Coronavirus Response

The Department of Justice remains vigilant in detecting, investigating, and prosecuting wrongdoing related to the crisis. 

Combatting Coronavirus Fraud

 866-720-5721 or Justice.gov/DisasterComplaintForm

Fraud Alert: Be aware that criminals exploit COVID-19 worldwide through a variety of scams. 

  • Be on the lookout for COVID-19 vaccine fraud schemes. Never share your personal or health information with anyone other than known and trusted medical professionals.  Learn more about what to avoid. 
  • Be cautious of unsolicited healthcare fraud schemes of testing and treatment through emails, phone calls, or in person. The U.S. has medical professionals, and scientists working hard to find a cure, approved treatments, and vaccines for COVID-19. Learn more about what to avoid.
  • Be wary of unsolicited telephone calls and emails from individuals claiming to be IRS and Treasury employees. Remember IRS’s first form of communication is by mail - not by phone. Learn more about fraudulent schemes related to the IRS.
  • Be aware of unemployment insurance fraud and learn the steps to take if you suspect criminals have exploited your identity. Learn more about unemployment insurance fraud.

Criminals will likely continue to use new methods to exploit COVID-19 worldwide. Stay alert and stay informed about common fraud schemes related to the COVID-19 pandemic.  Find out more about these types of scams.

If you think you are a victim of a scam or attempted fraud involving COVID-19, you can report it without leaving your home by calling the Department of Justice’s National Center for Disaster Fraud Hotline at 866-720-5721 or via the NCDF Web Complaint Form.

Read more about Combatting Coronavirus Fraud

 

National Unemployment Insurance Fraud Task Force

Unemployment Insurance Fraud Graphic

The scope of unemployment insurance fraud has become unprecedented. Find information about unemployment insurance fraud and what to do if you suspect criminals exploited your identity.

Consumers should be vigilant in light of these threats and take the appropriate steps to safeguard themselves.

Who is at risk of becoming a victim?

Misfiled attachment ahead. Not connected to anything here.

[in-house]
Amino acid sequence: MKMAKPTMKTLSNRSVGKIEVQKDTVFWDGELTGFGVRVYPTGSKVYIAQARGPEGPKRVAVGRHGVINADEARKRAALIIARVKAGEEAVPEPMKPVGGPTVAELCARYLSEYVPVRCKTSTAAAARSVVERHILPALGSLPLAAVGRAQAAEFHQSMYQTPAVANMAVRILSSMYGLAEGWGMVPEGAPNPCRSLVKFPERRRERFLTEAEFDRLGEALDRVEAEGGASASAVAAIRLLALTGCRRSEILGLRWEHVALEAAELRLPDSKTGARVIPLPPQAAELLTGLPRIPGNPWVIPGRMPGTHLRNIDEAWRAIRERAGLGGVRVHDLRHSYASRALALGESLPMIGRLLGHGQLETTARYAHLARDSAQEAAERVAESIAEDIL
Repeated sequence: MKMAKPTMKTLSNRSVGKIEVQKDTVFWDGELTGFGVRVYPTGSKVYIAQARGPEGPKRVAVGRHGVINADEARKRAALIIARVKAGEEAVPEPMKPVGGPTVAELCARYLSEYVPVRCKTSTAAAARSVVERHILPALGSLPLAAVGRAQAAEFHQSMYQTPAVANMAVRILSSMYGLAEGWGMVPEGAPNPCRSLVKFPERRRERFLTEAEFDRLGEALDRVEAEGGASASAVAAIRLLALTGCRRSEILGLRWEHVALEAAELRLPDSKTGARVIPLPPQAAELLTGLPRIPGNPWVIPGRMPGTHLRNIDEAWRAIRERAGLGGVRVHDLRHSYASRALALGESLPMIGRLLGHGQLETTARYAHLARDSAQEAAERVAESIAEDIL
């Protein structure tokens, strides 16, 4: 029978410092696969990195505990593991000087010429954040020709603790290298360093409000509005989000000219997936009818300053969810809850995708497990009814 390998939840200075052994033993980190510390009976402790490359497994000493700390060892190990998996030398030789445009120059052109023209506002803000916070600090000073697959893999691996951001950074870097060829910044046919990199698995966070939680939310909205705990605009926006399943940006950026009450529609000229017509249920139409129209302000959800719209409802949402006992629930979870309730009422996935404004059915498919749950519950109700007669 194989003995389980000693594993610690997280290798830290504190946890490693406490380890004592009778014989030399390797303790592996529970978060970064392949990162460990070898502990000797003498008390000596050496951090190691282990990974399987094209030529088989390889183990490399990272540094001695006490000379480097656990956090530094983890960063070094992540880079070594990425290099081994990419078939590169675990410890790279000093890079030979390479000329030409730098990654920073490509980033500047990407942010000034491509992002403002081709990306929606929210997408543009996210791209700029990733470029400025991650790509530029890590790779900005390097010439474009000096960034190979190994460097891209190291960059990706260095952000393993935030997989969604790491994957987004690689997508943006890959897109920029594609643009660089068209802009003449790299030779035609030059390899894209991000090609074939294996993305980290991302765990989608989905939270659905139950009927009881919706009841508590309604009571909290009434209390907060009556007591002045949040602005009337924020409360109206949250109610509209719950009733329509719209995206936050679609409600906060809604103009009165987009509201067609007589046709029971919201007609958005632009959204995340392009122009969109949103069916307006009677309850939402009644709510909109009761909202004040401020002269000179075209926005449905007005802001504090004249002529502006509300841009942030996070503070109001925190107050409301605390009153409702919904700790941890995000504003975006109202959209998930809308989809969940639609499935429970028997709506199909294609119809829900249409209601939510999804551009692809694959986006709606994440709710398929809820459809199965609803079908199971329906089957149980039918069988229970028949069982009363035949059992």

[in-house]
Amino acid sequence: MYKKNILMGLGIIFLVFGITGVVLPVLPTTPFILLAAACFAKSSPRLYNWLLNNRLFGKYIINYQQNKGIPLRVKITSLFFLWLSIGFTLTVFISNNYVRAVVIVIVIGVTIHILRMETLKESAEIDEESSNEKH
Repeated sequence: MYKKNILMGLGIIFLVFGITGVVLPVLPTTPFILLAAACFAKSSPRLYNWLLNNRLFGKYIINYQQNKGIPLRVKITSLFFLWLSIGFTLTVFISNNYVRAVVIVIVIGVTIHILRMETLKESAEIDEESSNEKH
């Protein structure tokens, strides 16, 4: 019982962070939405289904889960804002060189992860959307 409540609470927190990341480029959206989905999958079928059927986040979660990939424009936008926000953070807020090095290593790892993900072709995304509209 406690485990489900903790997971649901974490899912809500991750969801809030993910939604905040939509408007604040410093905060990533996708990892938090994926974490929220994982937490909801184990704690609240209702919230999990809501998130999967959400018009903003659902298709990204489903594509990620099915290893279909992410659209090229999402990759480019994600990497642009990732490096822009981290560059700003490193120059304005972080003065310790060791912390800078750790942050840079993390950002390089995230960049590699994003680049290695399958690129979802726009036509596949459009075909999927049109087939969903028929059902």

• Those who have already been a victim of identity theft
  • Those who have had their personally identifiable information (PII) exposed in a past data breach, and
  • Those who have given their PII to an individual who claims to facilitate filing unemployment insurance (UI) claims with state workforce agencies (SWAs) often for a fee.

Read more about Unemployment Insurance Fraud

 

Cares Act Fraud 

Cares Act Fraud Graphic

The Fraud Section of the Criminal Division plays a leadership role in the Department of Justice’s prosecution of fraud schemes that exploit the Coronavirus Aid, Relief, and Economic Security (CARES) Act relief programs. The CARES Act is a federal law enacted in March 2020, designed to provide emergency financial assistance to the millions of Americans suffering the economic effects caused by the COVID-19 pandemic. 

Two programs were developed through CARES Act:

  • Paycheck Protection Program (PPP) provides funding to businesses through PPP loans for payroll costs, interest on mortgages, rent and utilities. PPP allows the interest and principal on loans to be forgiven if the business spends proceeds on certain expense items within a designated time and uses a certain percentage of the loan on payroll expenses. 
  • Economic Injury Disaster Loan (EIDL) Program is directly administered through the U.S. Small Business Administration (SBA). EIDL is designed to provide economic relief to small businesses experiencing a temporary loss of revenue. Congress appropriated billions of dollars in funding for EIDL in light of the COVID-19 pandemic.

read More about  PPP and eidl on the careS act fraud page